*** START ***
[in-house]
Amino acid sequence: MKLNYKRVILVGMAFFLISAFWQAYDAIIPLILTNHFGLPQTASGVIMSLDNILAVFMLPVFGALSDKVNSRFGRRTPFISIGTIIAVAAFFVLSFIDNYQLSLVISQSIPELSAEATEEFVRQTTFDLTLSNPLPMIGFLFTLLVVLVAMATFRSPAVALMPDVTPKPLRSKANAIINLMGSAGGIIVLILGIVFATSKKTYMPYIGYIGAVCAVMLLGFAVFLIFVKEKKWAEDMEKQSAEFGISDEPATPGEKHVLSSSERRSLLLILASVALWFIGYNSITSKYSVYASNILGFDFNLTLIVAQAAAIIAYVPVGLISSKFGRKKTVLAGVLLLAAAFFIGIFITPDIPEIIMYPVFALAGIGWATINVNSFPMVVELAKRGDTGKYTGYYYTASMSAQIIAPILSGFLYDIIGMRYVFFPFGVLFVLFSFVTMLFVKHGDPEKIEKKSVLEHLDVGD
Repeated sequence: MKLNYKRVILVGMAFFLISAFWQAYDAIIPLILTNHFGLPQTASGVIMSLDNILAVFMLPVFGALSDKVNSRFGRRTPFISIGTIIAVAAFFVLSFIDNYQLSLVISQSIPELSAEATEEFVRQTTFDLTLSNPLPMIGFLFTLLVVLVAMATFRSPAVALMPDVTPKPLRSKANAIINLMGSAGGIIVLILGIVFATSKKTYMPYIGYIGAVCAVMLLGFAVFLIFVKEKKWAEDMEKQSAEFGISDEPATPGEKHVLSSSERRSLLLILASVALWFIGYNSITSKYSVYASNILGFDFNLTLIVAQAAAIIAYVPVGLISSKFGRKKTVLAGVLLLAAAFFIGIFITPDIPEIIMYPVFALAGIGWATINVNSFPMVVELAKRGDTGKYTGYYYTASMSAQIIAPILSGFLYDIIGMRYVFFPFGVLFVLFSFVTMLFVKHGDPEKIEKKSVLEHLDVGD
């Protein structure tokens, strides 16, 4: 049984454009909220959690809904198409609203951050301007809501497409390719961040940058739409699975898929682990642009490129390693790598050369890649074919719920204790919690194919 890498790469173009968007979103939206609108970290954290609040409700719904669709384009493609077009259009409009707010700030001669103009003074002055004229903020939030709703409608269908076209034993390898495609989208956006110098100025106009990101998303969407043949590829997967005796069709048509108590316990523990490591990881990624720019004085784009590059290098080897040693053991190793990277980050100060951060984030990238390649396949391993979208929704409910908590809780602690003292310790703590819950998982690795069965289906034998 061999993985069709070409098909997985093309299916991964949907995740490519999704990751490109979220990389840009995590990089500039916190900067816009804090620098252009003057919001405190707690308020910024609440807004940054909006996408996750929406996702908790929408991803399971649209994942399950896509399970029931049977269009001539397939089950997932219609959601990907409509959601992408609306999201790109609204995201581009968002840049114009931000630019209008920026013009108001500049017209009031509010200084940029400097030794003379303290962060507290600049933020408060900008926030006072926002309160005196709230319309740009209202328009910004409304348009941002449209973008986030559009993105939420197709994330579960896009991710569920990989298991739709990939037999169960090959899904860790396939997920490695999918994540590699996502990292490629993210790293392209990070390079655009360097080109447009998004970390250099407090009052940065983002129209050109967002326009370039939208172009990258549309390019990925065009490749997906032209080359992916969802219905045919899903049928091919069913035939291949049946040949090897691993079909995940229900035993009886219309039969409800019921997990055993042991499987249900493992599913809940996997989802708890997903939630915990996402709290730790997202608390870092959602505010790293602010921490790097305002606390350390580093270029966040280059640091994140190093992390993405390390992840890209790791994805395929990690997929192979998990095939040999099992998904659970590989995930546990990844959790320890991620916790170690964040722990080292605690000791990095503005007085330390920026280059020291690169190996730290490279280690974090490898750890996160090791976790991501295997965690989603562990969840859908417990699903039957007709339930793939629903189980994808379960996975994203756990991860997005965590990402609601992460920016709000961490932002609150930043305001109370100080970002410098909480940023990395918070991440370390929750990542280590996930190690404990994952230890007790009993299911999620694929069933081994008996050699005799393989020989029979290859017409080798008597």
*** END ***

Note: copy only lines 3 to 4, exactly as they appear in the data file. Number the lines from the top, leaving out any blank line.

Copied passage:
Repeated sequence: MKLNYKRVILVGMAFFLISAFWQAYDAIIPLILTNHFGLPQTASGVIMSLDNILAVFMLPVFGALSDKVNSRFGRRTPFISIGTIIAVAAFFVLSFIDNYQLSLVISQSIPELSAEATEEFVRQTTFDLTLSNPLPMIGFLFTLLVVLVAMATFRSPAVALMPDVTPKPLRSKANAIINLMGSAGGIIVLILGIVFATSKKTYMPYIGYIGAVCAVMLLGFAVFLIFVKEKKWAEDMEKQSAEFGISDEPATPGEKHVLSSSERRSLLLILASVALWFIGYNSITSKYSVYASNILGFDFNLTLIVAQAAAIIAYVPVGLISSKFGRKKTVLAGVLLLAAAFFIGIFITPDIPEIIMYPVFALAGIGWATINVNSFPMVVELAKRGDTGKYTGYYYTASMSAQIIAPILSGFLYDIIGMRYVFFPFGVLFVLFSFVTMLFVKHGDPEKIEKKSVLEHLDVGD
């Protein structure tokens, strides 16, 4: 049984454009909220959690809904198409609203951050301007809501497409390719961040940058739409699975898929682990642009490129390693790598050369890649074919719920204790919690194919 890498790469173009968007979103939206609108970290954290609040409700719904669709384009493609077009259009409009707010700030001669103009003074002055004229903020939030709703409608269908076209034993390898495609989208956006110098100025106009990101998303969407043949590829997967005796069709048509108590316990523990490591990881990624720019004085784009590059290098080897040693053991190793990277980050100060951060984030990238390649396949391993979208929704409910908590809780602690003292310790703590819950998982690795069965289906034998 061999993985069709070409098909997985093309299916991964949907995740490519999704990751490109979220990389840009995590990089500039916190900067816009804090620098252009003057919001405190707690308020910024609440807004940054909006996408996750929406996702908790929408991803399971649209994942399950896509399970029931049977269009001539397939089950997932219609959601990907409509959601992408609306999201790109609204995201581009968002840049114009931000630019209008920026013009108001500049017209009031509010200084940029400097030794003379303290962060507290600049933020408060900008926030006072926002309160005196709230319309740009209202328009910004409304348009941002449209973008986030559009993105939420197709994330579960896009991710569920990989298991739709990939037999169960090959899904860790396939997920490695999918994540590699996502990292490629993210790293392209990070390079655009360097080109447009998004970390250099407090009052940065983002129209050109967002326009370039939208172009990258549309390019990925065009490749997906032209080359992916969802219905045919899903049928091919069913035939291949049946040949090897691993079909995940229900035993009886219309039969409800019921997990055993042991499987249900493992599913809940996997989802708890997903939630915990996402709290730790997202608390870092959602505010790293602010921490790097305002606390350390580093270029966040280059640091994140190093992390993405390390992840890209790791994805395929990690997929192979998990095939040999099992998904659970590989995930546990990844959790320890991620916790170690964040722990080292605690000791990095503005007085330390920026280059020291690169190996730290490279280690974090490898750890996160090791976790991501295997965690989603562990969840859908417990699903039957007709339930793939629903189980994808379960996975994203756990991860997005965590990402609601992460920016709000961490932002609150930043305001109370100080970002410098909480940023990395918070991440370390929750990542280590996930190690404990994952230890007790009993299911999620694929069933081994008996050699005799393989020989029979290859017409080798008597």